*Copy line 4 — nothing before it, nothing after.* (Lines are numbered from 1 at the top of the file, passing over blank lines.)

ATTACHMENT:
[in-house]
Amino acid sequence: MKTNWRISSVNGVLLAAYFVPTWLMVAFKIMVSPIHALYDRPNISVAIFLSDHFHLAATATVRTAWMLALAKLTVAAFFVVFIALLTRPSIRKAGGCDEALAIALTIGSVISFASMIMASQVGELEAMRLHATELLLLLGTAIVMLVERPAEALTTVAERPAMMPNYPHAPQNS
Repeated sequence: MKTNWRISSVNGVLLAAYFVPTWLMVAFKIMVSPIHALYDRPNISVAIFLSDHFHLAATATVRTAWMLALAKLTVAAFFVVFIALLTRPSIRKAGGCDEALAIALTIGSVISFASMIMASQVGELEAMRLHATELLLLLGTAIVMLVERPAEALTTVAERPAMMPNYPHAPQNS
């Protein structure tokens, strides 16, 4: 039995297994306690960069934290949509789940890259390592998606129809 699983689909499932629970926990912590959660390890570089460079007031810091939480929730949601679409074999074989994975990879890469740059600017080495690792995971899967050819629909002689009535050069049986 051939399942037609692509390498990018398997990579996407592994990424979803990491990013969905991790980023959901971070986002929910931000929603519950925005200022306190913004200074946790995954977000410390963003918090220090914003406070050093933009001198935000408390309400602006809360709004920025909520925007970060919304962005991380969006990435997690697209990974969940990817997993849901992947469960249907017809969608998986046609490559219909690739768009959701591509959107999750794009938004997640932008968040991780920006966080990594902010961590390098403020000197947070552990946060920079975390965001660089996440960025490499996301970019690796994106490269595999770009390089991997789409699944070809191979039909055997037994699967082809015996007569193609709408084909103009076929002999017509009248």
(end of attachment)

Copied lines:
């Protein structure tokens, strides 16, 4: 039995297994306690960069934290949509789940890259390592998606129809 699983689909499932629970926990912590959660390890570089460079007031810091939480929730949601679409074999074989994975990879890469740059600017080495690792995971899967050819629909002689009535050069049986 051939399942037609692509390498990018398997990579996407592994990424979803990491990013969905991790980023959901971070986002929910931000929603519950925005200022306190913004200074946790995954977000410390963003918090220090914003406070050093933009001198935000408390309400602006809360709004920025909520925007970060919304962005991380969006990435997690697209990974969940990817997993849901992947469960249907017809969608998986046609490559219909690739768009959701591509959107999750794009938004997640932008968040991780920006966080990594902010961590390098403020000197947070552990946060920079975390965001660089996440960025490499996301970019690796994106490269595999770009390089991997789409699944070809191979039909055997037994699967082809015996007569193609709408084909103009076929002999017509009248």